Evoking America’s titanic struggles against fascism and communism can be rhetorically useful. It conjures an era remembered for its economic dynamism, its unity of purpose, its spirit of patriotism.
Yet simplistic renderings of the past tend to romanticize the effects of war on American society. These gauzy memories are as dangerous as they are perverse. War becomes a solution to America’s economic and political problems rather than what it truly is: a key contributor.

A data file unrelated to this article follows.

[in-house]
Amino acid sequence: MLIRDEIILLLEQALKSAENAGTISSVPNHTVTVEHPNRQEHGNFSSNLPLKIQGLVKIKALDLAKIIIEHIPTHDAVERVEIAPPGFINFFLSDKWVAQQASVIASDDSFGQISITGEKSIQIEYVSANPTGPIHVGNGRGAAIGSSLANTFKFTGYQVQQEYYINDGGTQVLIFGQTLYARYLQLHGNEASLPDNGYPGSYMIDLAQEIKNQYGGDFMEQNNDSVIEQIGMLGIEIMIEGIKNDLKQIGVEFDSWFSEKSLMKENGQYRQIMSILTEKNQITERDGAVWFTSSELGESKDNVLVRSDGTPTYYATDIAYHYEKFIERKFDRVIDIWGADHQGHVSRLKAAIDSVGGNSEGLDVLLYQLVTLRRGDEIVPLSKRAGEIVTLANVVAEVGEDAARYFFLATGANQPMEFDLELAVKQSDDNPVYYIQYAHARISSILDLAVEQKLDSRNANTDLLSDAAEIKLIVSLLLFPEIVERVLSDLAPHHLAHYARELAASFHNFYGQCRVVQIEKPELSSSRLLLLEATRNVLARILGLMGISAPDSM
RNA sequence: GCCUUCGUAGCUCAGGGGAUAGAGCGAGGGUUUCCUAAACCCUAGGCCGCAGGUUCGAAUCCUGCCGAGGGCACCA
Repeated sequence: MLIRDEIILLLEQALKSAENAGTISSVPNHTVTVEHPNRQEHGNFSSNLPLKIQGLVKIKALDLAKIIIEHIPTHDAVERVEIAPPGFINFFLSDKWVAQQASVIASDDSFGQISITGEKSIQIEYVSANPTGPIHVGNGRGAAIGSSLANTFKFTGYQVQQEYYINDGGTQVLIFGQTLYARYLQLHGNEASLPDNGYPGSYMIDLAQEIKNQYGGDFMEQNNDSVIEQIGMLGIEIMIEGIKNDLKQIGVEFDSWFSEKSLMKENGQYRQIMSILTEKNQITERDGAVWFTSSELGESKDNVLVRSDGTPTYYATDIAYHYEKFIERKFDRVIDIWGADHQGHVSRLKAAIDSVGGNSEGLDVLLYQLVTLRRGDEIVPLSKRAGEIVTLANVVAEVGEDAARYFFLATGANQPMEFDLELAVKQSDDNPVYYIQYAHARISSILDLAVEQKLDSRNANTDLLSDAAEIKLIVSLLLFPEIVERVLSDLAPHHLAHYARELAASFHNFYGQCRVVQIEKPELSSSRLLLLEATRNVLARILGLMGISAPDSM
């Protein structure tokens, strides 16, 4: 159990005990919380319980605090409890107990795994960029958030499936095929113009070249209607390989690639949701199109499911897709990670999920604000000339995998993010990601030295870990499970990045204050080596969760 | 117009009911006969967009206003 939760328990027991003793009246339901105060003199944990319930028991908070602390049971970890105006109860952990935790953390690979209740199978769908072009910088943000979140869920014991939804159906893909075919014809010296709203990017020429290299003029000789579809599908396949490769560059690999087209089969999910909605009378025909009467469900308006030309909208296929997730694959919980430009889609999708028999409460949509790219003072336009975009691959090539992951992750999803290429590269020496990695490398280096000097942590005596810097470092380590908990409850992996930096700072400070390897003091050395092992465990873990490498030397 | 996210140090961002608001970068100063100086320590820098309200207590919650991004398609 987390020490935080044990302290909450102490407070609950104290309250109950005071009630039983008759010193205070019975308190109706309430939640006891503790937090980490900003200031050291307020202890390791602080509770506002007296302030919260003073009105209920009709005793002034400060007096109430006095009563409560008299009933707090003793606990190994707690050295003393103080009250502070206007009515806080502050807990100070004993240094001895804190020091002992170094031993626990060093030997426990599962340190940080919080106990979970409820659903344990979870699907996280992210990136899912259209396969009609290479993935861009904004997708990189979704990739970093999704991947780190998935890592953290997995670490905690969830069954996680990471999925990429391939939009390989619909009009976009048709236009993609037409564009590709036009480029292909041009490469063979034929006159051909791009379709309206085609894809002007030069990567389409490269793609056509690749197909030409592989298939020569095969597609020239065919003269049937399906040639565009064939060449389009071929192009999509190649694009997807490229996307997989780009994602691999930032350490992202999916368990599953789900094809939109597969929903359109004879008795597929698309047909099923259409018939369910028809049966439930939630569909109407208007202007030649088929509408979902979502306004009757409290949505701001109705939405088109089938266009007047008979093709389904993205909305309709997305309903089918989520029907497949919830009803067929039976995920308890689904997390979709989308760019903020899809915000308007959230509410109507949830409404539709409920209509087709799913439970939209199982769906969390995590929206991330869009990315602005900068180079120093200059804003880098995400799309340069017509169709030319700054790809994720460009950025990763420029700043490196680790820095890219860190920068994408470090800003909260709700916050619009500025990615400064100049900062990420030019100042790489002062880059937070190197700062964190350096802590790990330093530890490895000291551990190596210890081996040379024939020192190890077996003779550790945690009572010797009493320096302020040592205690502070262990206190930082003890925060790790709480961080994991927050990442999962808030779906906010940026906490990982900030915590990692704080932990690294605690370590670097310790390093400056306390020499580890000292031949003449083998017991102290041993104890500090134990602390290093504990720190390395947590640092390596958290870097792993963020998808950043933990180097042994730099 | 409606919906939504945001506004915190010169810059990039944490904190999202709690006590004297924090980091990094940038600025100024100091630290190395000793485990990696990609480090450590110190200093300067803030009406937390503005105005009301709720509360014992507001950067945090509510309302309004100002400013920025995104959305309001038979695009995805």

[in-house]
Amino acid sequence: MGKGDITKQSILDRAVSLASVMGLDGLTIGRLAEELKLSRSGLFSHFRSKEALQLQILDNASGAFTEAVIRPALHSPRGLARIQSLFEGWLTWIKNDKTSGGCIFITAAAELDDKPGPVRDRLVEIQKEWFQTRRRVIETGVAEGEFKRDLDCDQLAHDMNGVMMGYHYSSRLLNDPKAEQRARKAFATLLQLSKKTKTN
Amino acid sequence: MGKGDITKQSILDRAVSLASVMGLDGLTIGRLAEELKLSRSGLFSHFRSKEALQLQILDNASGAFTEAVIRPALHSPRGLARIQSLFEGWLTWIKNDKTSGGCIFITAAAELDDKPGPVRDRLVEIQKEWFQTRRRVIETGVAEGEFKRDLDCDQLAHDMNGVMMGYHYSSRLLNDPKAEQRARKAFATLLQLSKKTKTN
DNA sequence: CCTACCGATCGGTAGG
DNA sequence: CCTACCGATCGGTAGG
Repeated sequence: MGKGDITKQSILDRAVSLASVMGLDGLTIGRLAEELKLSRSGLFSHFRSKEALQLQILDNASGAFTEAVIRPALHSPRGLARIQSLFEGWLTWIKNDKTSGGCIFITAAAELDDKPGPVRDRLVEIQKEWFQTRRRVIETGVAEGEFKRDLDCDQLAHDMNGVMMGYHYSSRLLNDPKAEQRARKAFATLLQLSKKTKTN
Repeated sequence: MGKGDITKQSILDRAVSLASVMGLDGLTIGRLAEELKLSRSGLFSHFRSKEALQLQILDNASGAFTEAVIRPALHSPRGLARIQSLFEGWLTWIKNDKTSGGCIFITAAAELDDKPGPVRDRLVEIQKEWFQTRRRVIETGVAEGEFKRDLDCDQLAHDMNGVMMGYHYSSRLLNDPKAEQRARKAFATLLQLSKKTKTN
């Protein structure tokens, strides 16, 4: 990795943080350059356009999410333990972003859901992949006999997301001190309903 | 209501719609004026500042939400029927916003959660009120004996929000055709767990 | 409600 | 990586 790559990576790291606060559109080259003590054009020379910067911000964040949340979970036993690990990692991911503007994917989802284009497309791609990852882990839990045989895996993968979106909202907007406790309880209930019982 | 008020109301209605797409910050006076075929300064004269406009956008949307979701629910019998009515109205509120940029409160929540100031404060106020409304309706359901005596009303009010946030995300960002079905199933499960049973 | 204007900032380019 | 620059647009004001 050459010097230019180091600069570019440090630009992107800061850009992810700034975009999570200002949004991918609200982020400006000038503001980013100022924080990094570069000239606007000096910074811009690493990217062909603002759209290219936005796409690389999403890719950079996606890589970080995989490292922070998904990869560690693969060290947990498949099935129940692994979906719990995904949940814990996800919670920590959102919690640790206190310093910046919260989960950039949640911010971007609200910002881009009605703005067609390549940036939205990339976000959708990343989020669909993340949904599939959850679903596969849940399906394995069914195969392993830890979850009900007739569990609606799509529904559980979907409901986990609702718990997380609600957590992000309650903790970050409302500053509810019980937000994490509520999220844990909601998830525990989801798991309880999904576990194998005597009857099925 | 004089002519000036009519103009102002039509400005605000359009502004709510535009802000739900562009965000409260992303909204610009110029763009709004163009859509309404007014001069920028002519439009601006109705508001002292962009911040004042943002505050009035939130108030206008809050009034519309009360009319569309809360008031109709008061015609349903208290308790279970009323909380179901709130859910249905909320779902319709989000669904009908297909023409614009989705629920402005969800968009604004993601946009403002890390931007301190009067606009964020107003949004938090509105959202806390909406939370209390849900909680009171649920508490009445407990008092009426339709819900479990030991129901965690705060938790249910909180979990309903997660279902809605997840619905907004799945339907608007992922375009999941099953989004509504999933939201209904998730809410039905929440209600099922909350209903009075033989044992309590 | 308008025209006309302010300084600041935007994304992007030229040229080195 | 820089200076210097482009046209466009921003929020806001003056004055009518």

At a moment when American democracy seems vulnerable and economic waters are rough, it’s understandable some might look for inspiration in the Pax Americana, however apocryphal. It’s also understandable that, without novel ways of understanding this new era of international politics, policymakers are liable to fall back on old ways. That is, they might slip back into the habit of minimizing the costs and exaggerating the benefits of armed conflict.
But the notion that a war footing can remedy democratic backsliding and economic stagnation is backward: Our democracy is threatened and our wealth is wasted because unwise wars have expended public trust and resources that might have been used productively at home rather than so destructively abroad.